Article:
“As the focus on sustainable transport grows, things like bike lanes are becoming a requirement. These are expensive projects. But if you can offer good, sustainable mobility solutions on nearby waterways instead, you can cut costs significantly and at the same time improve flexibility and travel options.”
Public authorities aside, there is another group that Solvik-Olsen will have to convince to get on board with sustainable waterborne transport: urban residents themselves.
“People tend to adapt quickly to the best and most practical mode of transportation. Previously, cars have given people the flexibility they wanted. But when you give people the same flexibility with public transport, most will make the switch,” Solvik-Olsen states, before citing another example of mass adoption at breakneck speed.
“Case in point: that’s exactly what we’ve seen over the past year or so in Norway, where the use of rentable, electric scooters has exploded in Norwegian cities.”
HYKE is now busy building prototypes and setting up pilot projects.
“We’re taking a step-by-step approach, improving and expanding our solutions and services as we go. Although we are not going to revolutionise the ferry industry overnight, we have significant technological and industrial expertise on board and have a clear vision of where we are going,” Solvik-Olsen explains.
He acknowledges that the level of autonomy may vary from country to country, and the first ferries will therefore initially be launched with a captain on board.
“We are ramping up the autonomy part gradually, as regulations and people’s acceptance develop. So, while our first ferries will ‘only’ be heavily automated, I am confident we will have a fleet of fully autonomous vessels in commercial operation within a few years.”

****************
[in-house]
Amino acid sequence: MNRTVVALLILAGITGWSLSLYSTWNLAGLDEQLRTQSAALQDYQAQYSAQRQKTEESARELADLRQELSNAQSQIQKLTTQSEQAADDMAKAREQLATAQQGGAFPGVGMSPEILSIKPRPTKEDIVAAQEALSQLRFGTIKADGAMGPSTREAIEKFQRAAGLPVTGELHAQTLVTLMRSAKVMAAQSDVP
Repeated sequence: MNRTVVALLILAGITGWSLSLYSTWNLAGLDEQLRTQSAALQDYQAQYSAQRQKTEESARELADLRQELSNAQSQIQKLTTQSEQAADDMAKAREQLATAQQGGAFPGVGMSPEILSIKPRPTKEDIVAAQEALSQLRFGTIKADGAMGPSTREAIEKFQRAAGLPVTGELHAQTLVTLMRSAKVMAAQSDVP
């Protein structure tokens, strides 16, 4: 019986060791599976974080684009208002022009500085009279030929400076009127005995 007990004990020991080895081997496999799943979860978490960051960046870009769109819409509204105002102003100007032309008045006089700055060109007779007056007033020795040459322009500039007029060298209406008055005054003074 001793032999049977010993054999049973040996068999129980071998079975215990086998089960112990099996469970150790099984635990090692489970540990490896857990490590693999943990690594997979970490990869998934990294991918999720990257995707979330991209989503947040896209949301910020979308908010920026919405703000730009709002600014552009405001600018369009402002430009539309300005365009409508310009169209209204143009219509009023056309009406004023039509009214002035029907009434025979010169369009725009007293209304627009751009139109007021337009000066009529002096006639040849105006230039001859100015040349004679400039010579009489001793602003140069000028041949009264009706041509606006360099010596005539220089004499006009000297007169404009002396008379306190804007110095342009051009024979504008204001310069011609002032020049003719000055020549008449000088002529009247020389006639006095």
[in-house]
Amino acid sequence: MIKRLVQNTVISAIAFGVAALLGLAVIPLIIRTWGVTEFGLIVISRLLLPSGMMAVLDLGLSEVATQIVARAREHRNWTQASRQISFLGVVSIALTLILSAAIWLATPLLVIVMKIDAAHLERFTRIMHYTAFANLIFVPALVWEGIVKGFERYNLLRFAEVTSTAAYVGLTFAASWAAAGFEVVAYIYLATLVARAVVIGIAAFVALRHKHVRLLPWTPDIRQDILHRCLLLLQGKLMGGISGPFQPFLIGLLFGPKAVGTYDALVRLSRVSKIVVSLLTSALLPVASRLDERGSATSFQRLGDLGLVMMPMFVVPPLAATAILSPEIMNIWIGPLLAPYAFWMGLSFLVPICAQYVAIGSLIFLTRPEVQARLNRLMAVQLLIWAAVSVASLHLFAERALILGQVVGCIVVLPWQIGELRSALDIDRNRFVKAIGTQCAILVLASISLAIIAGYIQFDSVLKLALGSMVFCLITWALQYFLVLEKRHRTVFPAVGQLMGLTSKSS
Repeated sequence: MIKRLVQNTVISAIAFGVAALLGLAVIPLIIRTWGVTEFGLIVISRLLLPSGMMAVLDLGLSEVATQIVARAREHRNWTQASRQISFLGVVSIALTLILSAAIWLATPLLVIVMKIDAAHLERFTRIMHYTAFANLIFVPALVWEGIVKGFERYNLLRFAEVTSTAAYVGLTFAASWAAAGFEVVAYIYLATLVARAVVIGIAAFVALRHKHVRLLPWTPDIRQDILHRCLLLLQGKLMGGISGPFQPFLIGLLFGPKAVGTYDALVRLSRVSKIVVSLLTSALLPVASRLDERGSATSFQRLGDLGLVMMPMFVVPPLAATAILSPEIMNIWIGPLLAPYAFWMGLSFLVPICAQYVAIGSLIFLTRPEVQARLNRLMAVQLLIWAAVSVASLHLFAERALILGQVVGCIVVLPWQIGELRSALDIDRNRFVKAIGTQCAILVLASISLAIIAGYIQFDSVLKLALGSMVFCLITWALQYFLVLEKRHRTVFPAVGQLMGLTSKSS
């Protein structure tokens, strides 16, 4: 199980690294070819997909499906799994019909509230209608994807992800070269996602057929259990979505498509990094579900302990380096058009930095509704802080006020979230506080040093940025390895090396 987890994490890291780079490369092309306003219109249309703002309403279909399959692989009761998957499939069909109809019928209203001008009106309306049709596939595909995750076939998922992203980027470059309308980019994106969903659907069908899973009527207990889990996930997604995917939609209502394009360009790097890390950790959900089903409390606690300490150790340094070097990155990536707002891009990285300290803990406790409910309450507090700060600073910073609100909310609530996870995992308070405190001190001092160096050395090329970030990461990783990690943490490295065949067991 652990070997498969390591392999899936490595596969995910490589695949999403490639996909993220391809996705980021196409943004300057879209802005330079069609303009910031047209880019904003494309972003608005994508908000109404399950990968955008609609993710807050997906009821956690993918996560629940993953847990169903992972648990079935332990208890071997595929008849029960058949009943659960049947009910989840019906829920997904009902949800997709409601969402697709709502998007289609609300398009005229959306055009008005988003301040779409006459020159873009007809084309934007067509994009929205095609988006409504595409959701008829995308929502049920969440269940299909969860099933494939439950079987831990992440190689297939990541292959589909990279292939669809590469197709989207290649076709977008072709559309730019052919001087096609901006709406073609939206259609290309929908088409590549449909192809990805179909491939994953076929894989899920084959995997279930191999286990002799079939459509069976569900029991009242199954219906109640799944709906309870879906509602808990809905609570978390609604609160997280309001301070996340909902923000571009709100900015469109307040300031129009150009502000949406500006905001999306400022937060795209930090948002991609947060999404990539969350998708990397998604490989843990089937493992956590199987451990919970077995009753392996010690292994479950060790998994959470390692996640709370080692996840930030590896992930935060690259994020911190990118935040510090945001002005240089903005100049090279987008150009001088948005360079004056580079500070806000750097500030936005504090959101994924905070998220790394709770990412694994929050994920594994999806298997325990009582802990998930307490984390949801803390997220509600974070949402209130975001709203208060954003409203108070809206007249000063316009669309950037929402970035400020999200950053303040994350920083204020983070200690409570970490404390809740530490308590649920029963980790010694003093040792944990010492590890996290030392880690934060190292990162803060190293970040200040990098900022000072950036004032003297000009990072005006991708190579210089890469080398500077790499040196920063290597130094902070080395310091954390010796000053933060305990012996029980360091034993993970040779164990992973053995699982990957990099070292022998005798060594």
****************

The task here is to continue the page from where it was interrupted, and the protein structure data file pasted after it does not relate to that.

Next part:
The idea behind Zeabuz is to increase the ease, efficiency and sustainability of waterborne transport, complementing existing transport infrastructure and lowering the threshold for people to walk or bike.
“With our solution, passengers will be able to summon the ferry with the push of a button, as if it were an elevator. In the first stage, it will go back and forth between two fixed stops on opposite riverbanks, but we will likely add more flexibility long-term,” says Dyrkoren of Zeabuz.
Zeabuz will also deliver docking and charging solutions.
“We strive to make our docking facilities as small and non-intrusive as possible. The mantra is that it should be easy to install for our customers, requiring little in the way of extra infrastructure,” says Dyrkoren.
When picking up passengers, Zeabuz ferries will connect to the charging dock automatically.
“Using short bursts of automatic charging, we ensure that the service can run seamlessly for a long time without interruptions.”
“But we shouldn’t underestimate the role of aesthetics,” Dyrkoren cautions. “If the ferries look bulky or outdated it might put people off the idea. Which is why we have invested quite a lot of resources into the design of our products.”
So far, the trial projects have been conducted with a certain level of control and monitoring. However, the plan is to make any crew superfluous.
“We’re working towards a system that can run completely autonomously. That is where the real breakthrough lies: a digital, certifiable ferry captain,” concludes Dyrkoren.